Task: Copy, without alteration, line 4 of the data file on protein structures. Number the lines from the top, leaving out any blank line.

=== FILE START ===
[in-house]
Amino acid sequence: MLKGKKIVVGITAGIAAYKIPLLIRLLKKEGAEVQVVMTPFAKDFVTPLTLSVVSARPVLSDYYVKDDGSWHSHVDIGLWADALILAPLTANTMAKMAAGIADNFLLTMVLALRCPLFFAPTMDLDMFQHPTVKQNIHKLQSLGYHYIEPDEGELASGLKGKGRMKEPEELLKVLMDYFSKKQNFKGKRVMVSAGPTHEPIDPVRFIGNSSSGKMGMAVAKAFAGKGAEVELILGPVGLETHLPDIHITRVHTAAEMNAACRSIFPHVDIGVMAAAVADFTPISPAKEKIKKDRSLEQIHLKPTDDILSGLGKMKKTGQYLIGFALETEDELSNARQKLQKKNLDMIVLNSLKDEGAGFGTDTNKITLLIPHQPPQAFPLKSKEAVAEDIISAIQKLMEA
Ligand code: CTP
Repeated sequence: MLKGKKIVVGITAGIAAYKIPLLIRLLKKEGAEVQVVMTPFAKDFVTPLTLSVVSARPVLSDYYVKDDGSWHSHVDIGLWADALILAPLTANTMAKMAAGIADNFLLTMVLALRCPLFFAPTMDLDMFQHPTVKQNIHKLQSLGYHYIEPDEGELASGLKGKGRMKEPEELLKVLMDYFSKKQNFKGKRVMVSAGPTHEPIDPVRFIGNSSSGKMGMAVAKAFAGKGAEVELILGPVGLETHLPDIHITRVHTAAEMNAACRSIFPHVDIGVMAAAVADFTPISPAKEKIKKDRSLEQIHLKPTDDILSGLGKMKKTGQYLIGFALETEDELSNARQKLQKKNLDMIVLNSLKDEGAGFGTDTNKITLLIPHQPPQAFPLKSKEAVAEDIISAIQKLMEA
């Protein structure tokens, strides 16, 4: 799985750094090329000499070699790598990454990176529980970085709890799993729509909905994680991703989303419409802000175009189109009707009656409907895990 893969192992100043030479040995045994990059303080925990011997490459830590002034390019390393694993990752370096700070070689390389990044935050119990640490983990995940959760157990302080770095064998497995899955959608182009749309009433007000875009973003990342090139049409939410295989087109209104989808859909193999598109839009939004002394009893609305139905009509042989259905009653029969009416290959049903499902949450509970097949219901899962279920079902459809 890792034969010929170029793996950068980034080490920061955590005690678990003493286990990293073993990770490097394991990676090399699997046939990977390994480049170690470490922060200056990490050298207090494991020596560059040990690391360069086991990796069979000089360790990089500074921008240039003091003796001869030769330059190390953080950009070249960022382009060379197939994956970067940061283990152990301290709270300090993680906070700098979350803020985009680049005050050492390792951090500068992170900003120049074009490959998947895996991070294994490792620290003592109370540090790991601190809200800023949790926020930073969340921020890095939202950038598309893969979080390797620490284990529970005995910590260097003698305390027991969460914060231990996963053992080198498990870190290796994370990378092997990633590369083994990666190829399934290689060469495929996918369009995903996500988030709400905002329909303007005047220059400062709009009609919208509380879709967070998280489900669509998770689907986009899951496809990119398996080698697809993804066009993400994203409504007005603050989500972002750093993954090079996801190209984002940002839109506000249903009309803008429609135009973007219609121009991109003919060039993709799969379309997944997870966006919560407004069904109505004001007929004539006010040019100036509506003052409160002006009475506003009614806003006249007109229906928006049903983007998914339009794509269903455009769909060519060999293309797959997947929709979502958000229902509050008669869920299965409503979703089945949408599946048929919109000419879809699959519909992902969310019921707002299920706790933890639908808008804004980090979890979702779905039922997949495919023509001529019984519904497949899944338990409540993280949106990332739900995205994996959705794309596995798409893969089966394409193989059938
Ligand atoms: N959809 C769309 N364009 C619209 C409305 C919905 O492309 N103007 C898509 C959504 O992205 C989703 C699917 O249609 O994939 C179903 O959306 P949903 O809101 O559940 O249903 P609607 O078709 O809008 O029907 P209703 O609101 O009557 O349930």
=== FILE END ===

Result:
Repeated sequence: MLKGKKIVVGITAGIAAYKIPLLIRLLKKEGAEVQVVMTPFAKDFVTPLTLSVVSARPVLSDYYVKDDGSWHSHVDIGLWADALILAPLTANTMAKMAAGIADNFLLTMVLALRCPLFFAPTMDLDMFQHPTVKQNIHKLQSLGYHYIEPDEGELASGLKGKGRMKEPEELLKVLMDYFSKKQNFKGKRVMVSAGPTHEPIDPVRFIGNSSSGKMGMAVAKAFAGKGAEVELILGPVGLETHLPDIHITRVHTAAEMNAACRSIFPHVDIGVMAAAVADFTPISPAKEKIKKDRSLEQIHLKPTDDILSGLGKMKKTGQYLIGFALETEDELSNARQKLQKKNLDMIVLNSLKDEGAGFGTDTNKITLLIPHQPPQAFPLKSKEAVAEDIISAIQKLMEA